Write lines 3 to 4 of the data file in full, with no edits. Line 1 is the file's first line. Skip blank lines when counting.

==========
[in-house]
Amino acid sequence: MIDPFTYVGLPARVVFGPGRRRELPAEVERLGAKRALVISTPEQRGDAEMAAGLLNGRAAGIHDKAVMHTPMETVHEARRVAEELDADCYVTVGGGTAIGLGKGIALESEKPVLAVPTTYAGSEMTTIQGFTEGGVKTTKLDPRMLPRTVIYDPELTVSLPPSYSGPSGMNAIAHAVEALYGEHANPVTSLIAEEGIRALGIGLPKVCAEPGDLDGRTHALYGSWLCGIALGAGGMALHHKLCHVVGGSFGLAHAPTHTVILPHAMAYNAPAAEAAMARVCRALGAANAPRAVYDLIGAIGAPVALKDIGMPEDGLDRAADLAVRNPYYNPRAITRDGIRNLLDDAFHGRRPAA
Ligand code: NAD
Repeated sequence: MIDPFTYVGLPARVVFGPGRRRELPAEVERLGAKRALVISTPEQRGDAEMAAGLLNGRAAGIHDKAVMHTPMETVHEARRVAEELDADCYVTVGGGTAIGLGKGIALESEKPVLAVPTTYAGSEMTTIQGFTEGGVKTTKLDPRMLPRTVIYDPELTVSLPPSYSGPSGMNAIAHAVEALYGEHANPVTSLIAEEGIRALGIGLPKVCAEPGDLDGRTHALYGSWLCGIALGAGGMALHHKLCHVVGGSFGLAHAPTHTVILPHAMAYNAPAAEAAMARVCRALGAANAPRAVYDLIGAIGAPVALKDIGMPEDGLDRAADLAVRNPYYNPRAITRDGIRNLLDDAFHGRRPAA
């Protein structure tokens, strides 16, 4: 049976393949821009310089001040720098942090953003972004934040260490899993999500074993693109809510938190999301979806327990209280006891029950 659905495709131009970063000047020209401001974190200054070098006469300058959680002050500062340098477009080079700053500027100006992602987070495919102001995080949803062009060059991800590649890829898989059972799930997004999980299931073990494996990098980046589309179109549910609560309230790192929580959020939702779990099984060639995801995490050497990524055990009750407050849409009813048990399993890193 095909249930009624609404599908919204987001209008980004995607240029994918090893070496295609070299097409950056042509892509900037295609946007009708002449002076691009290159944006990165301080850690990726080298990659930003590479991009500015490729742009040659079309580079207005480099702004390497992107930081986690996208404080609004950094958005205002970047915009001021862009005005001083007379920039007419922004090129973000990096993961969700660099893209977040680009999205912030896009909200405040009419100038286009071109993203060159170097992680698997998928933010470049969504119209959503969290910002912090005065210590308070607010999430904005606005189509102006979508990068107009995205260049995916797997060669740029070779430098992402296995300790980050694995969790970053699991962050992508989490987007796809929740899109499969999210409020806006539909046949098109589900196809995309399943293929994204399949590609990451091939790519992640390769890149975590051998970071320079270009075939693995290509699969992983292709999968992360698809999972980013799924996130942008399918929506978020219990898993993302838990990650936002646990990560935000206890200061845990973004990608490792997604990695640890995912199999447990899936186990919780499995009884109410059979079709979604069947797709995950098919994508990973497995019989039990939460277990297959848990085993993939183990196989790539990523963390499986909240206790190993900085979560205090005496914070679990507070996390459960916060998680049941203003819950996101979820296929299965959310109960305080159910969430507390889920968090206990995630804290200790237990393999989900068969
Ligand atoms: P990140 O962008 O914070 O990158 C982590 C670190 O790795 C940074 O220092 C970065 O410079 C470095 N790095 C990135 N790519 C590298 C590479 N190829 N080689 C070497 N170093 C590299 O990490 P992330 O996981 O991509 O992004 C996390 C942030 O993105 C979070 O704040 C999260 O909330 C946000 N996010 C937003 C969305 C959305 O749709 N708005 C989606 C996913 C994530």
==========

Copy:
Ligand code: NAD
Repeated sequence: MIDPFTYVGLPARVVFGPGRRRELPAEVERLGAKRALVISTPEQRGDAEMAAGLLNGRAAGIHDKAVMHTPMETVHEARRVAEELDADCYVTVGGGTAIGLGKGIALESEKPVLAVPTTYAGSEMTTIQGFTEGGVKTTKLDPRMLPRTVIYDPELTVSLPPSYSGPSGMNAIAHAVEALYGEHANPVTSLIAEEGIRALGIGLPKVCAEPGDLDGRTHALYGSWLCGIALGAGGMALHHKLCHVVGGSFGLAHAPTHTVILPHAMAYNAPAAEAAMARVCRALGAANAPRAVYDLIGAIGAPVALKDIGMPEDGLDRAADLAVRNPYYNPRAITRDGIRNLLDDAFHGRRPAA